The Art of Achieving Organizational Cultural Alignment
Sania was thrilled when she received an offer to work for a prestigious global IT organization after starting her career at a local, less eminent IT company. While this local IT company was not one of the best paymasters, they offered a stable, & caring organization for their employees. But in just 6 months, in this new organization, she experienced an old-boy club and alpha-male culture in direct contrast to the organization’s global cultural guidelines. She found that to succeed, one had to be part of the local inner circle and observed that loyalty to the entrenched group, rather than merit, determined important project assignments. Despite raising the issue with the local HR business partner, who didn’t acknowledge the prevailing culture, Sania left the organization by the eleventh month, disillusioned, & found an opportunity in another IT MNC.
Sania’s story is not uncommon, as it highlights classically, one of the major challenges for global organizations in managing cultural alignment which is environmental diversity (shaped principally by local context such as economy, politics, social and religious practices, etc.); – the other being the individual diversity (shaped principally by age, gender, language, and values, etc.). It is observed that organizations operating in culturally diverse geographies have more challenges to cultural alignment than those operating in homogenous regions.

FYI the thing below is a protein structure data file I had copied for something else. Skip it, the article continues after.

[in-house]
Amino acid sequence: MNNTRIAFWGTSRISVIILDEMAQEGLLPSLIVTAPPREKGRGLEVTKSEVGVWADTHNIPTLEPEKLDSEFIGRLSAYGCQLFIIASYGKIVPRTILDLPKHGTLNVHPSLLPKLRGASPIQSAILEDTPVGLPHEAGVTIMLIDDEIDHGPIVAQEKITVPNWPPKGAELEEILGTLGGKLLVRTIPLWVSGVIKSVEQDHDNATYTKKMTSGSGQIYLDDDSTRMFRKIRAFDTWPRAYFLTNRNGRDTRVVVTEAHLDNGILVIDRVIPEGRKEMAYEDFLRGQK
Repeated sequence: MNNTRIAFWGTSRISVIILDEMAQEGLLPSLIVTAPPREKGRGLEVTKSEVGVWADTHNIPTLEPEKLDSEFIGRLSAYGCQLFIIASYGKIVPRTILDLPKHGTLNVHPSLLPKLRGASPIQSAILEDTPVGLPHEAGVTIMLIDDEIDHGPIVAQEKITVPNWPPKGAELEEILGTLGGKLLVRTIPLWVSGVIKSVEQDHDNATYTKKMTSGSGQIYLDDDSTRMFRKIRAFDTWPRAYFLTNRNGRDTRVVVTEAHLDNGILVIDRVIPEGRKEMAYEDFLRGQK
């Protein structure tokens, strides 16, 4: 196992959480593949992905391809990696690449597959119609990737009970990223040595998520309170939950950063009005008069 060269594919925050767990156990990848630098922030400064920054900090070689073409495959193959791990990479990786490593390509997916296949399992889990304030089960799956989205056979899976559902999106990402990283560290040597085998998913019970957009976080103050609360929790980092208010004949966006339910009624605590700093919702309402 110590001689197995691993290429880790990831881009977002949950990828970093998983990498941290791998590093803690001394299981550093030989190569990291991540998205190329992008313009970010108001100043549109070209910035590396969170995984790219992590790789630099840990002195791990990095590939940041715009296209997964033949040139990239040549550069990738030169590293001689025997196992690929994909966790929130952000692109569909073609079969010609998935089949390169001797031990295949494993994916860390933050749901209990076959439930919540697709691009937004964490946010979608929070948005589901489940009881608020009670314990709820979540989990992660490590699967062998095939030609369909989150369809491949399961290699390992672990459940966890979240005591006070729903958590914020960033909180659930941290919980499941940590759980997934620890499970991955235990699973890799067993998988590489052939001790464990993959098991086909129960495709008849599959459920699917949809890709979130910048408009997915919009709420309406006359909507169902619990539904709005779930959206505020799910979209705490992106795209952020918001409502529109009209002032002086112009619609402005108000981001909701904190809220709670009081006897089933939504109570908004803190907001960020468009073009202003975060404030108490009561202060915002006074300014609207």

Industry data suggests that aligning culture and strategy across geographies leads to greater success, but misalignment can cause significant setbacks, such as attrition, low sales, internal conflict, and many more. Analysis of global organizations which have successfully managed better cultural alignment shows a balanced approach comprising centralized directions with the adoption of local methods and strategies. Many of them followed the 80:20 rule (operations, procedures, proposals, & delivery), where 80% comply with central guidelines, while 20% are left open to adapting to local culture, laws, or habits.